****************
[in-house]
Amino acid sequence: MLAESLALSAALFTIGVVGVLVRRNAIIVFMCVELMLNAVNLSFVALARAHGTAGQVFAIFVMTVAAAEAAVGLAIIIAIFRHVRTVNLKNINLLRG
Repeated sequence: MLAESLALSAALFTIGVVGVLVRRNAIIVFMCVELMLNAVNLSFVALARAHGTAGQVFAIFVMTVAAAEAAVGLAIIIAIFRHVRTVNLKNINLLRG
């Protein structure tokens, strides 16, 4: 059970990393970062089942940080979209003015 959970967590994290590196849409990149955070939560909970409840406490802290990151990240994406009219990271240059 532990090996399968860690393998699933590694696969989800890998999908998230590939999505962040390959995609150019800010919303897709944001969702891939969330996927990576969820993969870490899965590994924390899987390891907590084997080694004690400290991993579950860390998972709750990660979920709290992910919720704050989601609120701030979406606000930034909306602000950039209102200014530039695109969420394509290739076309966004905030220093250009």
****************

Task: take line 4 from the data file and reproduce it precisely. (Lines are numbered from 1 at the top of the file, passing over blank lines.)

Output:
């Protein structure tokens, strides 16, 4: 059970990393970062089942940080979209003015 959970967590994290590196849409990149955070939560909970409840406490802290990151990240994406009219990271240059 532990090996399968860690393998699933590694696969989800890998999908998230590939999505962040390959995609150019800010919303897709944001969702891939969330996927990576969820993969870490899965590994924390899987390891907590084997080694004690400290991993579950860390998972709750990660979920709290992910919720704050989601609120701030979406606000930034909306602000950039209102200014530039695109969420394509290739076309966004905030220093250009």